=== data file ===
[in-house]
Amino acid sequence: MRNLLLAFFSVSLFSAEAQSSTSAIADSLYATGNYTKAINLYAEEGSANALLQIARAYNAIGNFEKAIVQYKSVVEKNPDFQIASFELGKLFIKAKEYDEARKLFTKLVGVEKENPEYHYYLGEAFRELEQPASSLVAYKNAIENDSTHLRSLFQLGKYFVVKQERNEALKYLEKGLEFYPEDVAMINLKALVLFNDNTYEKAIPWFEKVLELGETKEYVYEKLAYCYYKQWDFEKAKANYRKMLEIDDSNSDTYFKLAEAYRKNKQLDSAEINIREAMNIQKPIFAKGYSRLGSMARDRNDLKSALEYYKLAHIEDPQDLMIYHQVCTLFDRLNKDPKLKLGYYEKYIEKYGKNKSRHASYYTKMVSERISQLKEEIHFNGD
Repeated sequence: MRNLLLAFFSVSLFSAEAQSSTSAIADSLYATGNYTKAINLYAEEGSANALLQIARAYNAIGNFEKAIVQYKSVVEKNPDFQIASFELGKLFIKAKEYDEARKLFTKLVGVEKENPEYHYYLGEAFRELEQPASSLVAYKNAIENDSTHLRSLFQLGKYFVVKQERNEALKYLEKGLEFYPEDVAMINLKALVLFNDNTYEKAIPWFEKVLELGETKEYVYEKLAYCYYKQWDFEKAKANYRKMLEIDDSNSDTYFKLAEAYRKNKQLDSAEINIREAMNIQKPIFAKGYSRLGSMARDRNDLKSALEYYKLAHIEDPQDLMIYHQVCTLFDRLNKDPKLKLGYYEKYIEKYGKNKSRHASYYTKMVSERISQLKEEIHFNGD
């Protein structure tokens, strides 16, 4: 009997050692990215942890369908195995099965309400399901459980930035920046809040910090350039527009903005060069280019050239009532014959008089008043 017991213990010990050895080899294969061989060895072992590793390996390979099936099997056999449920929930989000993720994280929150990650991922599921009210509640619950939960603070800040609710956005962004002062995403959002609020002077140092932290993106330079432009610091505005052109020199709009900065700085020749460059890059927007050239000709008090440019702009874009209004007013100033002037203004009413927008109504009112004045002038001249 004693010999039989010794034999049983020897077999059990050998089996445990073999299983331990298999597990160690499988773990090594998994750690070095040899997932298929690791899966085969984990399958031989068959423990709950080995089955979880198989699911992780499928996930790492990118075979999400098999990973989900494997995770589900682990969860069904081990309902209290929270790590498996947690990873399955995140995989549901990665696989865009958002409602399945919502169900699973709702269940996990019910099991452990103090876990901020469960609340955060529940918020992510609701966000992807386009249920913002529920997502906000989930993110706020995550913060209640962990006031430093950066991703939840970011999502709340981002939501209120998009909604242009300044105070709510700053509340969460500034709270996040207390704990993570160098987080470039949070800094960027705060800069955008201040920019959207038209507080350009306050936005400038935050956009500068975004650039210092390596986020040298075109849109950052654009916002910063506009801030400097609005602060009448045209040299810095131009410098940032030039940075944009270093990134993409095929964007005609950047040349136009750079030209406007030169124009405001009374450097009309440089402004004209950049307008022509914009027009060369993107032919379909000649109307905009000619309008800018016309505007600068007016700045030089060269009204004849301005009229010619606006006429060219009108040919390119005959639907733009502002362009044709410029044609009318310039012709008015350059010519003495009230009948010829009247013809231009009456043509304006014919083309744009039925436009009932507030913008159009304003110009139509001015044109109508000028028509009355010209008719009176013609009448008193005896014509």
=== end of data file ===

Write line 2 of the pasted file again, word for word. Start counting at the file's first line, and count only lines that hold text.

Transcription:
Amino acid sequence: MRNLLLAFFSVSLFSAEAQSSTSAIADSLYATGNYTKAINLYAEEGSANALLQIARAYNAIGNFEKAIVQYKSVVEKNPDFQIASFELGKLFIKAKEYDEARKLFTKLVGVEKENPEYHYYLGEAFRELEQPASSLVAYKNAIENDSTHLRSLFQLGKYFVVKQERNEALKYLEKGLEFYPEDVAMINLKALVLFNDNTYEKAIPWFEKVLELGETKEYVYEKLAYCYYKQWDFEKAKANYRKMLEIDDSNSDTYFKLAEAYRKNKQLDSAEINIREAMNIQKPIFAKGYSRLGSMARDRNDLKSALEYYKLAHIEDPQDLMIYHQVCTLFDRLNKDPKLKLGYYEKYIEKYGKNKSRHASYYTKMVSERISQLKEEIHFNGD